Poly Spike And Wave
Fig. 3. Polyspike and slow wave. A bi-anterior burst of polyspikes appear, followed by a prominent slow wave. These are more commonly observed in generalized epilepsies, but are not unique to such.
Polyspikes
Fig. 4. Waveforms with epileptiform appearance: vertex waves. Vertex waves are typically central in location and are observed mostly during Stage II sleep. Here, vertex waves appear in a clustered fashion, with phase reversal about the vertex channels, as illustrated in this transverse montage.

Fig. 5. Waveforms with epileptiform appearance: wicket spikes. Wicket spikes are of uncertain clinical significance but are typically observed in temporal channels in older adults. From Goldensohn et al., 1999 with permission.

observed during sleep, and are most common over the temporal regions, although they can be more widespread, unilateral or bilateral, and can have a horizontal dipole distribution. They are usually a normal EEG variant of no known clinical significance.

2.1.9. Rhythmic Midtemporal Theta Bursts, or Psychomotor Variant

Rhythmic midtemporal theta bursts, or psychomotor variant, are sharp in morphology and occur classically at a 6-Hz frequency. A characteristic feature is the notched appearance of the waveforms (Fig. 6). They most commonly occur in the temporal regions of young adults during sleep. They are a normal EEG variant of no clinical significance.

Normal Eeg Tracings

Fig. 6. Waveforms with epileptiform appearance: rhythmic midtemporal theta bursts. This pattern is also known as the "psychomotor variant." Note the run of unchanging 5-Hz activity over the left temporal channels lasting 3 s in this tracing. The patient is drowsy, as is commonly the case for this pattern. This pattern is no longer considered pathological.

Fig. 6. Waveforms with epileptiform appearance: rhythmic midtemporal theta bursts. This pattern is also known as the "psychomotor variant." Note the run of unchanging 5-Hz activity over the left temporal channels lasting 3 s in this tracing. The patient is drowsy, as is commonly the case for this pattern. This pattern is no longer considered pathological.

Psycho Motor Varient

Fig. 7. Waveforms with epileptiform appearance: 14-and-6 Hz positive bursts. Fourteen- and 6-Hz positive bursts are seen with shifting laterality in this tracing. They are downward deflections, very sharply contoured, broadly distributed, and best seen with long-distance referential recording technique. They are a normal variant pattern. From Goldensohn et al., 1999 with permission.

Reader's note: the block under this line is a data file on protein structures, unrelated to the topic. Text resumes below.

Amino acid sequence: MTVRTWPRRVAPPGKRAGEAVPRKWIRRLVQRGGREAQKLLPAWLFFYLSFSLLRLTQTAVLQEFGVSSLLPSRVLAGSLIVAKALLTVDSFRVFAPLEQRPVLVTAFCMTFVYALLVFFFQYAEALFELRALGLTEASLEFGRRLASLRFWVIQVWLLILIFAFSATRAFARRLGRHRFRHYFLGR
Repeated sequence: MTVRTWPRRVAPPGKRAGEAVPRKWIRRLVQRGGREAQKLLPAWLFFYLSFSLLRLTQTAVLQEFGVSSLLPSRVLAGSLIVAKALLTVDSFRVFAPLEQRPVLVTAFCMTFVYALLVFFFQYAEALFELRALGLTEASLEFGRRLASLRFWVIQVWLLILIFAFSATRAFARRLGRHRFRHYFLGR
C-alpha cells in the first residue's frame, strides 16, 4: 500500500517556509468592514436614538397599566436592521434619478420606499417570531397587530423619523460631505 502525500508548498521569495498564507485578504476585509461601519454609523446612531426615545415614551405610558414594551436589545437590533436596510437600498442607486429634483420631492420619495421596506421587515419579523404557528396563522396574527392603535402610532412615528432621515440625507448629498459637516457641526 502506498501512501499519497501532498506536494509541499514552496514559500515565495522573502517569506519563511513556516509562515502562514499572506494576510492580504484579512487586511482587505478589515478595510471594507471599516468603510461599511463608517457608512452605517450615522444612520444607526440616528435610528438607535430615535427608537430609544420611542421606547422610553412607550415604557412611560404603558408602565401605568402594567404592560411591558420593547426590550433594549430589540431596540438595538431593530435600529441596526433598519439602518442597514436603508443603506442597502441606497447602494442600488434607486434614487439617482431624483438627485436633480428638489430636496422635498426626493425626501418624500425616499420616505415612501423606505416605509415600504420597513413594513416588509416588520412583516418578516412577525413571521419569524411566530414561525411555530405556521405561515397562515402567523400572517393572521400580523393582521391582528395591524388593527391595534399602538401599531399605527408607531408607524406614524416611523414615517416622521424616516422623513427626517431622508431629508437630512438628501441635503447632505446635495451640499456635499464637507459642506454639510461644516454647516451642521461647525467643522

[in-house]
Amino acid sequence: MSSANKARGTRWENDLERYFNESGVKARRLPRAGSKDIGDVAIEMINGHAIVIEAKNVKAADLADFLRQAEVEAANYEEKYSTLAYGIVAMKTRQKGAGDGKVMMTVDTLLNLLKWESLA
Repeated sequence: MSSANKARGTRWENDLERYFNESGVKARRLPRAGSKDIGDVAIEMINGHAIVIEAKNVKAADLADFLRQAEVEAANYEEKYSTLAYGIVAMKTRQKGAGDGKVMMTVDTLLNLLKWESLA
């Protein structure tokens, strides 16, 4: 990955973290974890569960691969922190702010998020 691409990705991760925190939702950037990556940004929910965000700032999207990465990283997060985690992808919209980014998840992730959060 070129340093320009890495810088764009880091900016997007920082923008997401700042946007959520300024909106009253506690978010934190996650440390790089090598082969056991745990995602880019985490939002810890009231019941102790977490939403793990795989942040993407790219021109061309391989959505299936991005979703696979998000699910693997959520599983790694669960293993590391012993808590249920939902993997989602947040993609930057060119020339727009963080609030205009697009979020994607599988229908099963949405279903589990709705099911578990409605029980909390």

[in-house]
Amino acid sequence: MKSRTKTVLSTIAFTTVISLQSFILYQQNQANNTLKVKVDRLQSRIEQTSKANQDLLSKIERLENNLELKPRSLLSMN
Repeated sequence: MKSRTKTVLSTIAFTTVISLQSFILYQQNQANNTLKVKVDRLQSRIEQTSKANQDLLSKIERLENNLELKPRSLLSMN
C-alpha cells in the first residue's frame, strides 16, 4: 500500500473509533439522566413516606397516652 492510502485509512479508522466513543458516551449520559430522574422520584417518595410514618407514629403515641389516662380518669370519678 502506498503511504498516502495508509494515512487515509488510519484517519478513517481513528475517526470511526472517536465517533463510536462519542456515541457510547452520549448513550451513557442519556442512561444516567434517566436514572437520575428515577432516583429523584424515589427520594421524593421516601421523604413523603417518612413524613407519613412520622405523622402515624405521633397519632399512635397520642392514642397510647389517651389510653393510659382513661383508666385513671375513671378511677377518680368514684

Fig. 7. Waveforms with epileptiform appearance: 14-and-6 Hz positive bursts. Fourteen- and 6-Hz positive bursts are seen with shifting laterality in this tracing. They are downward deflections, very sharply contoured, broadly distributed, and best seen with long-distance referential recording technique. They are a normal variant pattern. From Goldensohn et al., 1999 with permission.

2.1.10. Fourteen- and 6-Hz Positive Bursts

Fourteen- and 6-Hz positive bursts are distinguished from epileptiform spikes by their positive polarity and their characteristic mixture of 14-Hz and 6-Hz frequencies (Fig. 7). They usually occur in the recordings of adolescents and young adults during sleep, and are best observed using montages with long interelectrode distances or ear references. Although, in the past, electroencephalographers have associated 14- and 6-Hz positive bursts with a variety of neurological abnormalities, they are now thought to be a normal variant.

2.1.11. Occipital Spikes of Blindness

Occipital spikes of blindness can be observed in patients with acquired visual loss in childhood. They are epileptiform in appearance and often quite narrow but are not thought to suggest an underlying seizure disorder.

2.1.12. Six-Hertz Spike-and-Wave, or "Phantom" Spike-and-Wave

Six-Hertz spike-and-wave, or "phantom" spike-and-wave, is a discharge characterized by repetitive spike-and-slow wave complexes occurring at a 6-Hz frequency, with the spike being of very low amplitude compared with the following slow wave. It is typically observed in a generalized distribution but may be posteriorly predominant. Six-Hertz spike-and-wave is not thought to be associated with clinical seizures.

2.1.13. Sharply Contoured Artifact

Finally, sharply contoured artifact can also be confused for true spikes and sharp waves. ECG artifact is frequently sharp in morphology and is identified by a clear temporal association with the QRS complex on the cardiac rhythm strip. Muscle artifact can be quite sharp but is usually of an extremely fast frequency that distinguishes it from cerebrally generated activity. Electrode dysfunction or "pop" artifact can also be initially confused for epileptiform activity. However, this artifact characteristically lacks the appropriate field expected in a brain-derived discharge. It is also often much steeper at the outset than bona fide epileptiform discharges, with an exponential decay.

2.2. Epileptiform Discharges by Location

Spikes and sharp waves from several brain regions deserve particular mention because of their special significance or the frequency with which they are observed.

2.2.1. Temporal Spikes